Click here to view


Regarding interaction effect, slope changes over a period of time and interaction between the groups were not significant. Pulse wave amplitude changes over a period of time and interaction between the groups were significant (P=0.005). Pulse transit time changes over a period of time and interaction between the groups were not significant [Table III]. Thus, controls were found to have significantly different progression compared to patients in PWA with time following occlusion, appeared to be significantly different in slope and not different in PTT with time.
Table III. Two way ANOVA table for all the three parameters (PWA, slope, PTT), to see interaction between time and patient group effect


Click here to view



   Discussion Top


In this study, reactive hyperemia was chosen as a physiological model to assess the vascular reactivity to temporary arrest of circulation. The temporary arterial occlusion leads to vasodilatation of resistance vessels and decrease in tone of both resistance and conduit arteries due to myogenic vasorelaxation and metabolic mechanisms [20],[21] . The release of arterial occlusion to restore the circulation leads to transient augmentation of blood flow to the ischaemic tissues via resistance vessels and flow mediated vasodilatory response in the proximal conduit vessel [10] . The maximum percentage changes in pulse wave amplitude and slope responses during reactive hyperemia have been shown to coincide with peak responses of flow mediated dilatation of brachial artery done by B mode ultrasound technique [11],[12],[15] . The PWA response during reactive hyperemia was dependent on endothelial nitric oxide synthesis as assessed by blocking nitric oxide (NO) synthesis with nitro L-N G nitroarginine methyl ester (L-NAME) [12] . The vascular tone changes in the conduit and resistance arteries occur primarily due to myogenic vasorelaxation during arterial occlusion and also partly dependent on flow mediated release of nitric oxide during reactive hyperemia [15],[22],[23] .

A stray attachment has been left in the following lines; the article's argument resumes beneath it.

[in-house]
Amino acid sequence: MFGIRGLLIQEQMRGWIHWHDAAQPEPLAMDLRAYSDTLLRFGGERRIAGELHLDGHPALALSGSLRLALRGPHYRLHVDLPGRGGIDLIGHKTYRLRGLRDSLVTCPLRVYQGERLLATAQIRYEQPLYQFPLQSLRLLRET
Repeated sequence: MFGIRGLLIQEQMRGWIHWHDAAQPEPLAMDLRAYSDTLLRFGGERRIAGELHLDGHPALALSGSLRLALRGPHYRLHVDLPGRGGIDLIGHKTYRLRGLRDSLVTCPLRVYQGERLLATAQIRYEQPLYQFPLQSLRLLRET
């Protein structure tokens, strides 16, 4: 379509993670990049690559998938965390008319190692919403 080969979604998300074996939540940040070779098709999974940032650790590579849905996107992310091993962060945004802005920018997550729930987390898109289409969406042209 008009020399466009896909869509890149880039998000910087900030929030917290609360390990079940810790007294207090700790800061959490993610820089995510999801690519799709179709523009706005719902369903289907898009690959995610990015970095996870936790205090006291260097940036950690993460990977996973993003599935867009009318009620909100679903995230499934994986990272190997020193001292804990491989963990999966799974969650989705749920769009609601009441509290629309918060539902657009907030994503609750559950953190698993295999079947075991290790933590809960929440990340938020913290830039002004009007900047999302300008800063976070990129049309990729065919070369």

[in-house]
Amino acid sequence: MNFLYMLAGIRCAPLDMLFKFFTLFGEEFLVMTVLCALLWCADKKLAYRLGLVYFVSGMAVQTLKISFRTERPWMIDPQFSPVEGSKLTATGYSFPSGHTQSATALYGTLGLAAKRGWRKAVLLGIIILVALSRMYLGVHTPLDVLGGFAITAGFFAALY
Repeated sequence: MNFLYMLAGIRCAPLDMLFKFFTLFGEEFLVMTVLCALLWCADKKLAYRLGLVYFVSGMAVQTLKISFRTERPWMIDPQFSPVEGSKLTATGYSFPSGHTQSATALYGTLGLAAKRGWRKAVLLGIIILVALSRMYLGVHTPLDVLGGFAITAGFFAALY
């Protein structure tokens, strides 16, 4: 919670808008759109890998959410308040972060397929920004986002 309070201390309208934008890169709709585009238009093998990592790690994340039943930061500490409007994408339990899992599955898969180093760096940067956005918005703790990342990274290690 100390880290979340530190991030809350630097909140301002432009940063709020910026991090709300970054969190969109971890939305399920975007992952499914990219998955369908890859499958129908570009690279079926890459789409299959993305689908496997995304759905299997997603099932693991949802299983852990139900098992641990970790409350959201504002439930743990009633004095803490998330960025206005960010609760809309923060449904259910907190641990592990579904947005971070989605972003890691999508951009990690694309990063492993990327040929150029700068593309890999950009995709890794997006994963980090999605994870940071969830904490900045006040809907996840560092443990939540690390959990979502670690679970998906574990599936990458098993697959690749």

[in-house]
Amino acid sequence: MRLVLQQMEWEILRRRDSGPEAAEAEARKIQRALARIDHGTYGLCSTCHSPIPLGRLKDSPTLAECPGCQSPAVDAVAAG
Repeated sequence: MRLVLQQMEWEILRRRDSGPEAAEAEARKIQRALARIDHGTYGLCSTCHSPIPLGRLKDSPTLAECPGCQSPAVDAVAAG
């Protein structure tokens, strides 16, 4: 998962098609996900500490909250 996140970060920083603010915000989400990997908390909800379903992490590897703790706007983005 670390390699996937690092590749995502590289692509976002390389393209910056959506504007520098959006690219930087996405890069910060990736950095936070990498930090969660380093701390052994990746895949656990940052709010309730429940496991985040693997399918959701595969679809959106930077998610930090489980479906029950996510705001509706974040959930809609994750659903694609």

In this study, higher PWA and slope responses during the first, second and third minutes of reactive hyperemia in the control subjects as compared to baseline indicated normal flow mediated vasodilatation of the proximal conduit vessels. The PWA changes were in agreement with the earlier study by Selvaraj et al[15] in healthy subjects. In COPD patients, significantly lower PWA and slope responses during RH as well as maximum percentage changes in pulse wave amplitude and slope indicated a significant impairment of endothelial dysfunction in conduit arteries. Similar impairment in endothelial dysfunction has been shown in earlier studies using different techniques [4],[5],[24] .

The vascular tone significantly decreased (increase in pulse transit time) from the baseline subsequent to release of occlusion followed by recovery towards baseline values in both control and patient groups. However, PTT values remained significantly higher than baseline values in 3 rd min of RH in controls but not in patients with COPD. This could be due to loss of vasodilatory response in COPD that might have contributed to non-sustainence of decrease in tone as compared to controls.